research was expensive (by the cost structure standards of the day) and that clients should be prepared to pay the full price (and yield the supplier a reasonable profit). Nielsen's prices were always higher than those of any competitor, and long-term, ironclad contracts were required. Therefore, subscriber top management was invariably involved in Nielsen negotiations. By this approach Nielsen assured that his company would prosper and that funds for experimentation and new service developments were available to cope with improved technology.
A second (and somewhat corollary) Nielsen principle was that his research results should reach top management. He recognized that relatively low-level research directors were seldom able to get the attention of presidents and operating vice presidents. Therefore, at least once annually, Nielsen would ask clients for an audience with all involved top executives, at which he would present a lengthy presentation on NRI results, including many special Nielsen analyses.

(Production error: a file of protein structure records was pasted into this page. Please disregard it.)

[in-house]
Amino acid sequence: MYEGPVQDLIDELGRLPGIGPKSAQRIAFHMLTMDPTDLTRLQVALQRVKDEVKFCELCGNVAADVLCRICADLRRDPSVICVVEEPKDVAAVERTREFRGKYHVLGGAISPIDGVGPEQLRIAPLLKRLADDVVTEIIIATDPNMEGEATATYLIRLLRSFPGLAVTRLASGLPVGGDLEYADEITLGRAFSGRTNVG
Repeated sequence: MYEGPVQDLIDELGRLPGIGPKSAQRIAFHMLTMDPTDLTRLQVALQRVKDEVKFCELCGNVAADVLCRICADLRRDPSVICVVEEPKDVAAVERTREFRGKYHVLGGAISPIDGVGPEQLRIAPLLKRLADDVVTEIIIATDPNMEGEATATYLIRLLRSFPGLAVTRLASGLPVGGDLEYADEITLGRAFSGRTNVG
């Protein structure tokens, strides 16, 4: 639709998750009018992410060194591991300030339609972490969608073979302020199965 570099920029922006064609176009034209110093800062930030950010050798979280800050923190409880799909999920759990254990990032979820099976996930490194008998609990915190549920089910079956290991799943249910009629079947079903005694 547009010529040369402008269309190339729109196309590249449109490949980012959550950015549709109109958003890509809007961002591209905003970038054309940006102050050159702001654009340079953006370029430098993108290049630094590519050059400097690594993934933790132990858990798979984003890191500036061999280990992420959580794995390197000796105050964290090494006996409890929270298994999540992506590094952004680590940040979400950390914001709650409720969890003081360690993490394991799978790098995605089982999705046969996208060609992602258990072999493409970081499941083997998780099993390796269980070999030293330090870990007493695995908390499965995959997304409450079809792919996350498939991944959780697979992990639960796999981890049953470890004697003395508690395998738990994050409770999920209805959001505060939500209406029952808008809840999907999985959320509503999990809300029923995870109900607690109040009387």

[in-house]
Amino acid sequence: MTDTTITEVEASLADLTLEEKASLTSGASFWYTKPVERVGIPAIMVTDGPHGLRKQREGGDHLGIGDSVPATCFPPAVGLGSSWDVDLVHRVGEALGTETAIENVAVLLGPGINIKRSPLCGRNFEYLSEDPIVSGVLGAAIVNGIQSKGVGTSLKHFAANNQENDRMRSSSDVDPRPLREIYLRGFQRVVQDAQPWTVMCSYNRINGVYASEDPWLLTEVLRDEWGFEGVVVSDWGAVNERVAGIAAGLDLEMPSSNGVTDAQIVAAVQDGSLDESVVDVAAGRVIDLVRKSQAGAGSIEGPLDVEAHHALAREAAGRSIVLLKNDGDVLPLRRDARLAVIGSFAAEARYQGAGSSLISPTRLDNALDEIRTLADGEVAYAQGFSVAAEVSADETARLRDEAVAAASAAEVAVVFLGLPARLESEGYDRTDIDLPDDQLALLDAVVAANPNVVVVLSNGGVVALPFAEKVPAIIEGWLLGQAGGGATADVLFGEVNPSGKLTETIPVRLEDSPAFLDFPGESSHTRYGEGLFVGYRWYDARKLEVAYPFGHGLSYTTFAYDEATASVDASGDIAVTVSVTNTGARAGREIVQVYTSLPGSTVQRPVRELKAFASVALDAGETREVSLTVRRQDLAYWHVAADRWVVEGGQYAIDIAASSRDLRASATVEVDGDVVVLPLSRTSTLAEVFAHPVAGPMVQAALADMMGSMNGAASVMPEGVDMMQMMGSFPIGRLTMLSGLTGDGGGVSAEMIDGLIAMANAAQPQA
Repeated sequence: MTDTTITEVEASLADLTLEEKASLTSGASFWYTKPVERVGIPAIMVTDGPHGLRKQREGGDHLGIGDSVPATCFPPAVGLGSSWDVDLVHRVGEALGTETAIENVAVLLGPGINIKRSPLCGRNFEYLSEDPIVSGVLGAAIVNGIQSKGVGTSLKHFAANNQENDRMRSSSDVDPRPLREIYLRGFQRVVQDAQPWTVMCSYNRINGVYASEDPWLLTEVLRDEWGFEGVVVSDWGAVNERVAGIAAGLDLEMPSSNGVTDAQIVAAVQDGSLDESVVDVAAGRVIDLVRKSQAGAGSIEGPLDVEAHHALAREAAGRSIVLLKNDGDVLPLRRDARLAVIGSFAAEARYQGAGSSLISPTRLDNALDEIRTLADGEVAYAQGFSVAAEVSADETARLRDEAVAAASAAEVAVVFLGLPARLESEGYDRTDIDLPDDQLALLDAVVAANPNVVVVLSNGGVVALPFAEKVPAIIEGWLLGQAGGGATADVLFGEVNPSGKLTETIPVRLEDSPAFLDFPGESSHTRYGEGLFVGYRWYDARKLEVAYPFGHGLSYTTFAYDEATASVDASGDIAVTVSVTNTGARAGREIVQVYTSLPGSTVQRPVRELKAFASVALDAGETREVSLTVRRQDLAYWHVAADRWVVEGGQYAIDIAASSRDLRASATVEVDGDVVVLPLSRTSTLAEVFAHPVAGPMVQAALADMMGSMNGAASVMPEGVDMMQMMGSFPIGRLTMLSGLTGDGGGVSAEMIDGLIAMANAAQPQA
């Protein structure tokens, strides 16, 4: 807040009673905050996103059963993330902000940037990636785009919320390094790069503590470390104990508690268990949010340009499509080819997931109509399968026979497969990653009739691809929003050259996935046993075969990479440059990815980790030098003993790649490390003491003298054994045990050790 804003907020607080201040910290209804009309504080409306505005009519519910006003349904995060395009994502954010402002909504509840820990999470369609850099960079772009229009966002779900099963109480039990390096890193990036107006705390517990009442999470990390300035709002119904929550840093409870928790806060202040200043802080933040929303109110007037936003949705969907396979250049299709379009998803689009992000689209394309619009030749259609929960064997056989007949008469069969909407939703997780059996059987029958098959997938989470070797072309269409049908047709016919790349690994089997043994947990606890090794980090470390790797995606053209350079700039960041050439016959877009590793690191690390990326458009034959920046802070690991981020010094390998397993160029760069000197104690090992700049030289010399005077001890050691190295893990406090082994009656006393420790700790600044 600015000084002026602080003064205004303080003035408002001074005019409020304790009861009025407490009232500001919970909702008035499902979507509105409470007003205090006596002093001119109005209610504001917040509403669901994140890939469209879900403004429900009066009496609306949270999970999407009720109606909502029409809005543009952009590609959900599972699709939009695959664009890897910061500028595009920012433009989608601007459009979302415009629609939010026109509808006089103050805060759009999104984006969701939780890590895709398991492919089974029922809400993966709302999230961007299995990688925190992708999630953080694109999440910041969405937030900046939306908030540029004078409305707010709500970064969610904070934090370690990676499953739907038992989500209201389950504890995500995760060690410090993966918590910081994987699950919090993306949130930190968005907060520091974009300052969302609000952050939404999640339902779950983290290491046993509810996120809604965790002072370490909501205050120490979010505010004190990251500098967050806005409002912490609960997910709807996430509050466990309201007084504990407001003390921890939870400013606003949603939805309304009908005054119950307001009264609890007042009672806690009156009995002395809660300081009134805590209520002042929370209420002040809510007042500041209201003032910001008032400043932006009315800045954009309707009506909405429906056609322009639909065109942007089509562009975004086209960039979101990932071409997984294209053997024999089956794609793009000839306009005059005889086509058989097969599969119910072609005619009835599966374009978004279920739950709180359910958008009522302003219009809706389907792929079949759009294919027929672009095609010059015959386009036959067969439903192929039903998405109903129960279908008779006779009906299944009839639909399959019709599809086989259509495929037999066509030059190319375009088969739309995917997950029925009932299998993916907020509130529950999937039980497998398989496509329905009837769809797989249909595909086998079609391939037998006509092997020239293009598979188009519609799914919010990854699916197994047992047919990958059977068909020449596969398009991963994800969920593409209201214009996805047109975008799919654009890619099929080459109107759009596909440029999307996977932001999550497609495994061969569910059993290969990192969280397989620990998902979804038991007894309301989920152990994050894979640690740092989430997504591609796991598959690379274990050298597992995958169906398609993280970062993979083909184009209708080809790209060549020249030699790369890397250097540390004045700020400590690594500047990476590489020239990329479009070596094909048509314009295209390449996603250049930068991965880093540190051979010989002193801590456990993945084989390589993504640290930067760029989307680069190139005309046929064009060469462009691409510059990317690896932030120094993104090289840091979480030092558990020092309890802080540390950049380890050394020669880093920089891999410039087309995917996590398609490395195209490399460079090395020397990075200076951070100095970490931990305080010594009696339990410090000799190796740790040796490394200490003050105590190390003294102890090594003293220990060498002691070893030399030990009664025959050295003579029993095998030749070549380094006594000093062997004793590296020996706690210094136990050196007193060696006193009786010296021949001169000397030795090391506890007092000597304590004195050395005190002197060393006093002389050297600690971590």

These presentations were his way of ensuring that top management was cognizant of the depth of the valuable data in NRI reports, which justified the high expense for the service. Nielsen's detailed presentations became a hallmark of the Nielsen services throughout the industry.
The broadcasting industry owes much to Crossley, Hooper, and Nielsen: Just how much would take volumes to record. The foregoing brief look into their personalities and methods provides readers some understanding of their immensely important personal roles in pioneering the broadcast ratings field.